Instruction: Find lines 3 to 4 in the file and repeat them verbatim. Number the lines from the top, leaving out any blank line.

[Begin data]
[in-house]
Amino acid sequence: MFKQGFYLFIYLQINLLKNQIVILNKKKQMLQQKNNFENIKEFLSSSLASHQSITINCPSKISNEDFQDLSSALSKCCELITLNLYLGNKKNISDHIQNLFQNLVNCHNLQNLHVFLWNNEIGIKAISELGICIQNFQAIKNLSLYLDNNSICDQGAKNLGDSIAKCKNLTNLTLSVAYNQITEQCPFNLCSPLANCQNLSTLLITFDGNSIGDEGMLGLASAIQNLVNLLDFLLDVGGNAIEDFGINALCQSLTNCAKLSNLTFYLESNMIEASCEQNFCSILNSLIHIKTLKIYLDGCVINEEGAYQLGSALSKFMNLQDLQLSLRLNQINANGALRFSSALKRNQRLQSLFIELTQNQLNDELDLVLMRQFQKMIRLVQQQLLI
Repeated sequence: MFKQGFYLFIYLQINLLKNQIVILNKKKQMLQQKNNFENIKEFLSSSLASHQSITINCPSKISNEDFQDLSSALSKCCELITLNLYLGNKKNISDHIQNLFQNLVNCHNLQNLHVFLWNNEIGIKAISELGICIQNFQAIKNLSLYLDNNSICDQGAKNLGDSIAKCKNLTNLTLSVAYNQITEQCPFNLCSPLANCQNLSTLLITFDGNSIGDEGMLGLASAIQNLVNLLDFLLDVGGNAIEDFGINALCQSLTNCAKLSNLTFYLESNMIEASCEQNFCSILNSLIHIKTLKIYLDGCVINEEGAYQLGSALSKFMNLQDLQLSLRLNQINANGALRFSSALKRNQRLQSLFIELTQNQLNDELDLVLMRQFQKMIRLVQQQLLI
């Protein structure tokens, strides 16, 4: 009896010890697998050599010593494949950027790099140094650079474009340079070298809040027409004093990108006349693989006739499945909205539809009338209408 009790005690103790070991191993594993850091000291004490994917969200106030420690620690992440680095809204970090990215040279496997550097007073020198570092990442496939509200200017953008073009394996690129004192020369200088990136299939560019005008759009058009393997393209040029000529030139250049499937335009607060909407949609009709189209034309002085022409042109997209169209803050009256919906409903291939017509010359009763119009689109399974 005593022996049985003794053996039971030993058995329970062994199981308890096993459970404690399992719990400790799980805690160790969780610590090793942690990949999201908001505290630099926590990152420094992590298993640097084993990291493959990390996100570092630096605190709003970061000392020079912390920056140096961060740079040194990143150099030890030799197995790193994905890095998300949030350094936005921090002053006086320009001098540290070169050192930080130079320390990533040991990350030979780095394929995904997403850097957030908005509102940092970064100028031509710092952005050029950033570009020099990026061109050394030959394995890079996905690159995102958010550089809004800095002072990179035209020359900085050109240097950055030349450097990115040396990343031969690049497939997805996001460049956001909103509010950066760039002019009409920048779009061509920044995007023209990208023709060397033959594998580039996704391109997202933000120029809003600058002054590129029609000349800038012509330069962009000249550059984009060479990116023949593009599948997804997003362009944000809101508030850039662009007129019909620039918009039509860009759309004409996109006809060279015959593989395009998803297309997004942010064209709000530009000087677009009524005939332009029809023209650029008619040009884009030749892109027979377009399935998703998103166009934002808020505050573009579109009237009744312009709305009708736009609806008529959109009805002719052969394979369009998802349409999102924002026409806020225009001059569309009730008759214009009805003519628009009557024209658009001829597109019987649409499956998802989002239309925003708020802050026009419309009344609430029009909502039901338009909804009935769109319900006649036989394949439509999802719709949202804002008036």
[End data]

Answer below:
Repeated sequence: MFKQGFYLFIYLQINLLKNQIVILNKKKQMLQQKNNFENIKEFLSSSLASHQSITINCPSKISNEDFQDLSSALSKCCELITLNLYLGNKKNISDHIQNLFQNLVNCHNLQNLHVFLWNNEIGIKAISELGICIQNFQAIKNLSLYLDNNSICDQGAKNLGDSIAKCKNLTNLTLSVAYNQITEQCPFNLCSPLANCQNLSTLLITFDGNSIGDEGMLGLASAIQNLVNLLDFLLDVGGNAIEDFGINALCQSLTNCAKLSNLTFYLESNMIEASCEQNFCSILNSLIHIKTLKIYLDGCVINEEGAYQLGSALSKFMNLQDLQLSLRLNQINANGALRFSSALKRNQRLQSLFIELTQNQLNDELDLVLMRQFQKMIRLVQQQLLI
């Protein structure tokens, strides 16, 4: 009896010890697998050599010593494949950027790099140094650079474009340079070298809040027409004093990108006349693989006739499945909205539809009338209408 009790005690103790070991191993594993850091000291004490994917969200106030420690620690992440680095809204970090990215040279496997550097007073020198570092990442496939509200200017953008073009394996690129004192020369200088990136299939560019005008759009058009393997393209040029000529030139250049499937335009607060909407949609009709189209034309002085022409042109997209169209803050009256919906409903291939017509010359009763119009689109399974 005593022996049985003794053996039971030993058995329970062994199981308890096993459970404690399992719990400790799980805690160790969780610590090793942690990949999201908001505290630099926590990152420094992590298993640097084993990291493959990390996100570092630096605190709003970061000392020079912390920056140096961060740079040194990143150099030890030799197995790193994905890095998300949030350094936005921090002053006086320009001098540290070169050192930080130079320390990533040991990350030979780095394929995904997403850097957030908005509102940092970064100028031509710092952005050029950033570009020099990026061109050394030959394995890079996905690159995102958010550089809004800095002072990179035209020359900085050109240097950055030349450097990115040396990343031969690049497939997805996001460049956001909103509010950066760039002019009409920048779009061509920044995007023209990208023709060397033959594998580039996704391109997202933000120029809003600058002054590129029609000349800038012509330069962009000249550059984009060479990116023949593009599948997804997003362009944000809101508030850039662009007129019909620039918009039509860009759309004409996109006809060279015959593989395009998803297309997004942010064209709000530009000087677009009524005939332009029809023209650029008619040009884009030749892109027979377009399935998703998103166009934002808020505050573009579109009237009744312009709305009708736009609806008529959109009805002719052969394979369009998802349409999102924002026409806020225009001059569309009730008759214009009805003519628009009557024209658009001829597109019987649409499956998802989002239309925003708020802050026009419309009344609430029009909502039901338009909804009935769109319900006649036989394949439509999802719709949202804002008036």